When it comes to political parties in national parliaments, two is definitely better than one.  Single party states, whether they are communist, nationalist or just kleptocratic, are well-known for cracking down hard against civil liberties. But is there such a thing as too many parties?

That question is up for debate at Armenia’s Parliamentary Working Group and the Prime Minister’s Special Commission on Electoral Reform, the two groups looking to bring forward recommendations on amending the Electoral Code ahead of snap elections promised by Prime Minister Nikol Pashinyan.

In Part I, we explained the party list system of proportional (“hamamasnakan”) representation.  For any party to get a single seat under the system, however, they need to surpass a minimum threshold of the total popular vote. Under the current electoral code, that threshold is 5 percent for a single party. Multiple parties can combine forces to present a single list during the election.  If they form such an alliance, their threshold is higher, at 7 percent.

Nikol Pashinyan’s Yelk Alliance has proposed lowering those thresholds to 4 percent and 6 percent respectively. Daniel Ioannisyan, Secretary of the PM’s Special Commission, explained that a study of the world’s “most democratic” countries, as defined by The Economist Intelligence Unit, yielded an average minimum threshold of 3.9 percent.

Such thresholds are used to encourage political actors to combine into larger parties.  

Theoretically, “fringe” parties at the extremes of the political spectrum would be excluded from parliament if they can’t find partners that are comfortable with their ideology. When a threshold is set too high, however, leaving a significant part of the population unrepresented can become problematic.

Armenia’s neighbour Turkey is famous for having the highest such threshold, at 10 percent.  For years, it was effective at preventing Kurdish-sympathetic parties from gaining proportional list seats (though associated independents were still able to get elected). In June 2015, the Kurdish-sympathetic Peoples’ Democratic Party (HDP) finally surpassed the threshold, gaining 13 percent of the vote after its acceptance in western Turkish urban centers as a new progressive alternative (their policies included recognition of the Armenian Genocide).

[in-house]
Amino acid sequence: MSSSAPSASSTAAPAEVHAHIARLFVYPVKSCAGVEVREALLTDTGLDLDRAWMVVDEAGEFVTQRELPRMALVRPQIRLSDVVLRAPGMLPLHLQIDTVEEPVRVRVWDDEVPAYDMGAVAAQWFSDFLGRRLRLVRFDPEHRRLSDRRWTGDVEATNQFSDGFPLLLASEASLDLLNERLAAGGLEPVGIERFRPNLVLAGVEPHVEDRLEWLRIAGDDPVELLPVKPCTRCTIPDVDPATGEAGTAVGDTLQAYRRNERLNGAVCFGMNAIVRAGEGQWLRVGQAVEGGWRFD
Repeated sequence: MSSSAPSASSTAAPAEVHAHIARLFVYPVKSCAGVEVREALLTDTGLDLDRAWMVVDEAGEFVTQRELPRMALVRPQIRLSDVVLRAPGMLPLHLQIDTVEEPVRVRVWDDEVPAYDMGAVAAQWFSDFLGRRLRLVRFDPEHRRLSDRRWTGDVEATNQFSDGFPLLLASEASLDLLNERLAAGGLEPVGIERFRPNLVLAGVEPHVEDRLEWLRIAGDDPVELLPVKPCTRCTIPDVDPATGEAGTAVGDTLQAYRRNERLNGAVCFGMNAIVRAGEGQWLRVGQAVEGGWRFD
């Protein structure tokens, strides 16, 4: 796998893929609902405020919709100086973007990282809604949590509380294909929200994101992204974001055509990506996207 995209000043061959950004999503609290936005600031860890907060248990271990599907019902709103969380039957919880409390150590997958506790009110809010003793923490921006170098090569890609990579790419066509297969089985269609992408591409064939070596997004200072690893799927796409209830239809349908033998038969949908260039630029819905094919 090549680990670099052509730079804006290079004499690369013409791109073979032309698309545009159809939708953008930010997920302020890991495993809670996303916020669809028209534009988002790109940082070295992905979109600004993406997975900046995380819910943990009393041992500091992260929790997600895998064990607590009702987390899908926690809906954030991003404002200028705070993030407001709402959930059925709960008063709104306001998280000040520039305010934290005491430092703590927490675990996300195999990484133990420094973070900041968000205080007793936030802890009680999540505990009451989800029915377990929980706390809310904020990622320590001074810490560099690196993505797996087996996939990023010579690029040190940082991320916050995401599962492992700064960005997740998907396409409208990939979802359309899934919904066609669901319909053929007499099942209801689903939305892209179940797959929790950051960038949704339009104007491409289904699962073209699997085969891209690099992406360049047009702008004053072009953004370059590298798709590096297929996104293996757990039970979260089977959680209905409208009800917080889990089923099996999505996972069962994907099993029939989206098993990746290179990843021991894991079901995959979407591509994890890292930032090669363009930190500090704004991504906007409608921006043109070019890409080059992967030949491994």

The impact of Turkey’s 10 percent threshold was most notable in their 2002 election. That year, because there were many parties contesting, 45 percent of the vote went to parties who did not meet the 10 percent threshold. In consequence, Recep Tayyip Erdogan’s Justice and Development Party (AKP) took 66 percent of the seats, despite only winning 34 percent of the votes cast.

At the opposite end of the spectrum, the Netherlands has no official threshold. Any party that collects enough votes for at least one of their House of Representatives’ 150 seats (0.67 percent) is entitled to it. Currently, 13 different parties are represented. Under such a competitive landscape, it is not expected that any single party would be able to gain a majority of the seats. Coalition governments, where groups of two or more parties share power, are the usual way of doing things. The Netherlands’ governing coalition currently consists of four parties and was formed after a record 225 days of negotiation.

In Armenia’s Parliamentary Working Group on Electoral Reform, Republican Party of Armenia (RPA) member Davit Harutyunyan was not enthusiastic about the prospect of such a fractured system for Armenia when he heard Lena Nazaryan of the Yelk Alliance propose lowering the threshold to 4 percent for parties and 6 percent for party alliances. In contrast, the Armenian Revolutionary Federation (ARF) delegation opined that there was room to lower it even further to 3 percent.  ARF faction leader Armen Rustamyan was concerned at the distortion that disregarding votes to smaller parties causes. In the 2017 election, the RPA collected 49 percent of the total vote but ultimately gained 54 percent of the 101 proportional seats (we will discuss the further distortion caused by an additional four ethnic minority seats in a future article) after the votes to 5 of the 9 contesting parties (representing 9 percent of the total votes cast) were disregarded due to their failure to reach the threshold.